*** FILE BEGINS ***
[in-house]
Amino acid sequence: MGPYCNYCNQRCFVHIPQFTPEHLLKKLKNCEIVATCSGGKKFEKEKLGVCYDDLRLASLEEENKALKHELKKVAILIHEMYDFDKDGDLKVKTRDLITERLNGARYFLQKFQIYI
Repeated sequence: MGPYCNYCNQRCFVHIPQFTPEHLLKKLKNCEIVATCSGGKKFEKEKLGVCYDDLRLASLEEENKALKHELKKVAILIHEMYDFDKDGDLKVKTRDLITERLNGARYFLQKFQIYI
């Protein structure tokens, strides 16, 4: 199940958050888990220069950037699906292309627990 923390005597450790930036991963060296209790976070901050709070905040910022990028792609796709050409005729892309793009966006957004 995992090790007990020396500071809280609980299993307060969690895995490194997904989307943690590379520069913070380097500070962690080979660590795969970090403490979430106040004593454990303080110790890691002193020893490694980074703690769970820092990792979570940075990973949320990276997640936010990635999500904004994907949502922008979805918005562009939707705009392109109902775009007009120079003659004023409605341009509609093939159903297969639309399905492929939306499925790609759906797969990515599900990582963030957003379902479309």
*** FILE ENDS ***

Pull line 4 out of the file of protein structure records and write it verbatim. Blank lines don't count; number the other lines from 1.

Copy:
């Protein structure tokens, strides 16, 4: 199940958050888990220069950037699906292309627990 923390005597450790930036991963060296209790976070901050709070905040910022990028792609796709050409005729892309793009966006957004 995992090790007990020396500071809280609980299993307060969690895995490194997904989307943690590379520069913070380097500070962690080979660590795969970090403490979430106040004593454990303080110790890691002193020893490694980074703690769970820092990792979570940075990973949320990276997640936010990635999500904004994907949502922008979805918005562009939707705009392109109902775009007009120079003659004023409605341009509609093939159903297969639309399905492929939306499925790609759906797969990515599900990582963030957003379902479309």